Eyes Wide Shut

    I think we’re in a bad spot.  I mean the globe here, but the developed economies in particular.  I am losing hope that we will navigate towards anything other than a hard landing at some point because even with copious amounts of data accumulating suggesting that the old ways are not working, I cannot detect even the slightest hint of original thinking or new thoughts coming out of the marbled halls of power.

    Business-as-usual and more-of-the-same seem to be the only operative ideas right now.  And that’s not really unexpected; systems always try to preserve themselves long after it should be obvious that a new tack is in order.  So there’s nothing really surprising here about where things seem to be headed.

    But what is a bit startling to me is the number of individuals that have not yet caught onto the idea that things have permanently and irrevocably changed.

    In Part II: If We’re Ever Going to Take Control of Our Destiny, the Time is Now we take a deeper look at the dangers of inaction and explore the key question: What steps should we be taking right now to enter this new future at any other trajectory than a collision course?

    Click here to read Part II of this report (free executive summary; paid enrollment required for full access).

    Images: Flickr (licence attribution)

    About the Author

    Executive summary: Father of three young children; author; obsessive financial observer; trained as a scientist; experienced in business; has made profound changes in his lifestyle because of what he sees coming.

    First of all, I am not an economist. I am trained as a scientist, having completed both a PhD and a post-doctoral program at Duke University, where I specialized in neurotoxicology. I tell you this because my extensive training as a scientist informs and guides how I think. I gather data, I develop hypotheses, and I continually seek to accept or reject my hypotheses based on the evidence at hand. I let the data tell me the story.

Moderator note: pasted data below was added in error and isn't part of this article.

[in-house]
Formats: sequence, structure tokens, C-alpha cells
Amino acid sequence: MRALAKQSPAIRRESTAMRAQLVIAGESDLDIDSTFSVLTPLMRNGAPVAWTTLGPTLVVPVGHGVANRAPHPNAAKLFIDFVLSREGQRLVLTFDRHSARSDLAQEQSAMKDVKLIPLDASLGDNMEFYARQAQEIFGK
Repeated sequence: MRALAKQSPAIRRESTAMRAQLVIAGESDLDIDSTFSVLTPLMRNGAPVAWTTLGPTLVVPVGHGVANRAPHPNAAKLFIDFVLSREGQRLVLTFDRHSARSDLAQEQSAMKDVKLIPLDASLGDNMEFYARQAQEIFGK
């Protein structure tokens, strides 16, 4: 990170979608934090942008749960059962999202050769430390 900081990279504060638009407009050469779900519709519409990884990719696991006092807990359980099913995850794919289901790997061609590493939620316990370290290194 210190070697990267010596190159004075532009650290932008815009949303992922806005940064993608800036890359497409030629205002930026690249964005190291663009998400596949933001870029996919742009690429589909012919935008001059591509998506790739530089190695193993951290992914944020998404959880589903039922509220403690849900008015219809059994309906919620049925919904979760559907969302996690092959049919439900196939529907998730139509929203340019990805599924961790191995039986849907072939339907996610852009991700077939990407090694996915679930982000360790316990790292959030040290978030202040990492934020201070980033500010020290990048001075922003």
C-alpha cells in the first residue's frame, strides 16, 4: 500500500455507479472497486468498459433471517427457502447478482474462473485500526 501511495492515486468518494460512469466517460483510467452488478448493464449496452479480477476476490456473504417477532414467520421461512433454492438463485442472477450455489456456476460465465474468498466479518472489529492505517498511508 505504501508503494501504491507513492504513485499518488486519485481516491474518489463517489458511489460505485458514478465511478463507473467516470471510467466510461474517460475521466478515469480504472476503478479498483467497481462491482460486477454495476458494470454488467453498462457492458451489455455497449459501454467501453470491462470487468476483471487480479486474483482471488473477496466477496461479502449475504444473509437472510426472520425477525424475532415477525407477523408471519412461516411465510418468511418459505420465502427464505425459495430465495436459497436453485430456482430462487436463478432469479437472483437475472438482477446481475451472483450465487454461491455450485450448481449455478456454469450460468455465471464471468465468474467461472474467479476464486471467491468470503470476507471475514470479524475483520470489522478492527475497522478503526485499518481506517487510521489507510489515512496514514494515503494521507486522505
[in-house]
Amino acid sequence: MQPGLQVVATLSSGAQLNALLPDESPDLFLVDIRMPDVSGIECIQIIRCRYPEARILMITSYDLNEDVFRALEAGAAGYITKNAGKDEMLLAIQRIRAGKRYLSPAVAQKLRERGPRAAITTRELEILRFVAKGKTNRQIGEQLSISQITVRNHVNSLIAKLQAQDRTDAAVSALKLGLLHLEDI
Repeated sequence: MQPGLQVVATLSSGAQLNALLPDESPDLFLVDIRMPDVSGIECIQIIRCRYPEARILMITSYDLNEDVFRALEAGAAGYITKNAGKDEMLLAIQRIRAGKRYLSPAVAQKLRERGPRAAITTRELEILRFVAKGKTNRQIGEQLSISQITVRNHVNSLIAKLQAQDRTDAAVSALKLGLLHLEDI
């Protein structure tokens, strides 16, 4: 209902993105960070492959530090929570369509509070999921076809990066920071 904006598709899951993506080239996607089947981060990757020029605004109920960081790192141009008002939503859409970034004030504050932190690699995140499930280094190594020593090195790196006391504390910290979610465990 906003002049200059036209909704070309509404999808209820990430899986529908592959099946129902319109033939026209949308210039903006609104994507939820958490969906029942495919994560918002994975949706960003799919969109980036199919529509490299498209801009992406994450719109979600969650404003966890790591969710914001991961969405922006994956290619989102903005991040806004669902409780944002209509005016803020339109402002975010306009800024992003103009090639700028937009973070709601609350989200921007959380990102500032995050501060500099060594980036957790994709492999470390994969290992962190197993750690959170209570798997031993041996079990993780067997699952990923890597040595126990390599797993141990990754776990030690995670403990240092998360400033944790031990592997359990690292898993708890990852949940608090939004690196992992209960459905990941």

It is also important for you to know that I entered the profession of science with the intention of teaching at the college level. I love teaching, and I especially enjoy the challenge of explaining difficult or complicated subjects to people with limited or no background in those subjects. Over the years I’ve gotten pretty good at it.

    Once I figured out that most of the (so-called) better colleges place “effective teacher” pretty much near the bottom of their list of characteristics that factor into tenure review, I switched gears, obtained an MBA from Cornell (in Finance), and spent the next ten years working my way through positions in both corporate finance and strategic consulting. From these experiences I gather my comfort with numbers and finance.

    Share on FacebookTweet about this on TwitterShare on Google+Share on LinkedInPin on PinterestShare on RedditShare on TumblrDigg thisBuffer this pageFlattr the authorEmail this to someonePrint this page

Advertisement